• Hard to manipulate: Most digital safe locks are a Group 1 lock, meaning its hard to manipulate because you have 999,999 possible lock combinations. That would take a thief 27 years to go through every possible combo. On top of that, most safe e-locks have a lock out mode, which means after 4-5 wrong attempts, it shuts down for around 15 minutes.
• Quick and easy: A simple 6 digit code will get you into the safe quickly. It's convenient, and also much quicker if you have to keep your emergency firearm in the safe.
• User friendly: An electronic safe lock is designed for you to be able to change the existing combo to whatever new combo you want, whenever you want. And most code changing sequences are very easy to understand and follow.
• Power friendly: Most electronic safe locks have the battery outside in the casing that's easy to get to and easy to change. Plus, they have an internal power source that will remember your code even when the battery dies, so all you need to do is change the battery and you're good to go.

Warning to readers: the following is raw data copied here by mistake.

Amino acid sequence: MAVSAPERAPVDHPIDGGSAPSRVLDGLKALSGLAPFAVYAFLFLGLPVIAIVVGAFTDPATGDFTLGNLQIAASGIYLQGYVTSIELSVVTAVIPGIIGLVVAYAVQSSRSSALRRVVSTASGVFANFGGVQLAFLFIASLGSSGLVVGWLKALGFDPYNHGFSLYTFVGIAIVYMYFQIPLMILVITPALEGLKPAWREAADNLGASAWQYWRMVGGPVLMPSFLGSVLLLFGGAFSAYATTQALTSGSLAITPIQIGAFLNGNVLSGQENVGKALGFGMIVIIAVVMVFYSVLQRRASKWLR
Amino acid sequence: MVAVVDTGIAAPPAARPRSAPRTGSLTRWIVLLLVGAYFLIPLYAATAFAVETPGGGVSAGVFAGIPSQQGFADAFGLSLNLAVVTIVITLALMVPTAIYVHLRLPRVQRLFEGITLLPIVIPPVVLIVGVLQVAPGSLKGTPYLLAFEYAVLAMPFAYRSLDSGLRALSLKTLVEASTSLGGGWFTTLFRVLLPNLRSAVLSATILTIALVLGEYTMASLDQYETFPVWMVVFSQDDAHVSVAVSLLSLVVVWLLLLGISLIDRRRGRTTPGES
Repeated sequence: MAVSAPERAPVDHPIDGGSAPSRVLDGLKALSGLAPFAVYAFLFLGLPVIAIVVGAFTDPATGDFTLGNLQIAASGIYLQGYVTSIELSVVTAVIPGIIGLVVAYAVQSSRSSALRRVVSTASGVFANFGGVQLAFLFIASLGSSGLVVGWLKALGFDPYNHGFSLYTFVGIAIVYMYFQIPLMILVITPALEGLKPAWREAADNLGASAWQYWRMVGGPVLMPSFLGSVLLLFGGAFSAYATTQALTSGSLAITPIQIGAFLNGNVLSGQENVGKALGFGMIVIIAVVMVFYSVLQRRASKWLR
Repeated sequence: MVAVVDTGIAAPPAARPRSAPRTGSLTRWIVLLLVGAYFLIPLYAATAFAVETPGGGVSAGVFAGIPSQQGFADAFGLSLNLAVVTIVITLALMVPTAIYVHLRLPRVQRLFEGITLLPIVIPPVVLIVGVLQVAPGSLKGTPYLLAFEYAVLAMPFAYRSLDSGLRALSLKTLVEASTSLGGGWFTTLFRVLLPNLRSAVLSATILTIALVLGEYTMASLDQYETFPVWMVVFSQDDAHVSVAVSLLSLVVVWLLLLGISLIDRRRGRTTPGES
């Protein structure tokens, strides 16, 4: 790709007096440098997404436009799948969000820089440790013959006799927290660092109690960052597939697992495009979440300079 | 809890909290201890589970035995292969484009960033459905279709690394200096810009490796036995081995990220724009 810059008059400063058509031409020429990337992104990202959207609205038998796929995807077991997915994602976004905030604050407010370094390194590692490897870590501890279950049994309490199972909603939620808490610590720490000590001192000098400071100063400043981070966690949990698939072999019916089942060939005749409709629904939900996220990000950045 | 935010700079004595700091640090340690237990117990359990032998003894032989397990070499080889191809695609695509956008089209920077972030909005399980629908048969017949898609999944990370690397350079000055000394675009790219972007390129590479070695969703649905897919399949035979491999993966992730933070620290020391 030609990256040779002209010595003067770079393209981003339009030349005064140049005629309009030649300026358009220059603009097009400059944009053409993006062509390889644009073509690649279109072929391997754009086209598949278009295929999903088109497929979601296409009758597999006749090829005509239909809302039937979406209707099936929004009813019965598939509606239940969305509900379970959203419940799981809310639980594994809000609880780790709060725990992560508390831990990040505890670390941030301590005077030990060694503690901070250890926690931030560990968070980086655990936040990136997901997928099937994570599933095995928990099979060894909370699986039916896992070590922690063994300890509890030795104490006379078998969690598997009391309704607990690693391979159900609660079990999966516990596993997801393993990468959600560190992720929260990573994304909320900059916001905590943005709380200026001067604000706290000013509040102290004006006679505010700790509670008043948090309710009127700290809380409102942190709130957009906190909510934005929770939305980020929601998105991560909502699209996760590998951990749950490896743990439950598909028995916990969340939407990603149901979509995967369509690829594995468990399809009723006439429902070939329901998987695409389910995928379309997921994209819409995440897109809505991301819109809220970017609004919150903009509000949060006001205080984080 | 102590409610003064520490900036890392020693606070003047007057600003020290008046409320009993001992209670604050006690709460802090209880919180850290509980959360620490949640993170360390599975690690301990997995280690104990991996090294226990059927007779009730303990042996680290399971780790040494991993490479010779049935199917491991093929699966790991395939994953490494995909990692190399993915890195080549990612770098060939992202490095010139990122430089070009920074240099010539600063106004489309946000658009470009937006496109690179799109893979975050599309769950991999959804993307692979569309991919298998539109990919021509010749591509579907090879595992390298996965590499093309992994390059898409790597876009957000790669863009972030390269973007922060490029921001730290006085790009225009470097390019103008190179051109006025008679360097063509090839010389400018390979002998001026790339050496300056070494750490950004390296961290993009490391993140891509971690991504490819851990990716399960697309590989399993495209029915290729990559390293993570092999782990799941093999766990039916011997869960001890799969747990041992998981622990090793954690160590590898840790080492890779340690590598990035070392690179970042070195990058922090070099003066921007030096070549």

• Multiple Users: Some electronic locks allow multiple codes, usually with a manager code that controls the rest. This is a game changer for a lot of businesses, allowing for the revolving door of employees over time.
• Light the Night: A lot of electronic locks come with a light source so you can easily see the keypad.
• Electronics lifespan: Probably the biggest drawback, but also the most misunderstood. Like all electronic devices, an electronic safe lock will eventually fail. However, if its a quality brand you should get 8000 to 10,000 openings out of it. That's a lot of openings.
• Power reliant: Electonic safe locks run off of batteries, so you need to keep up with that.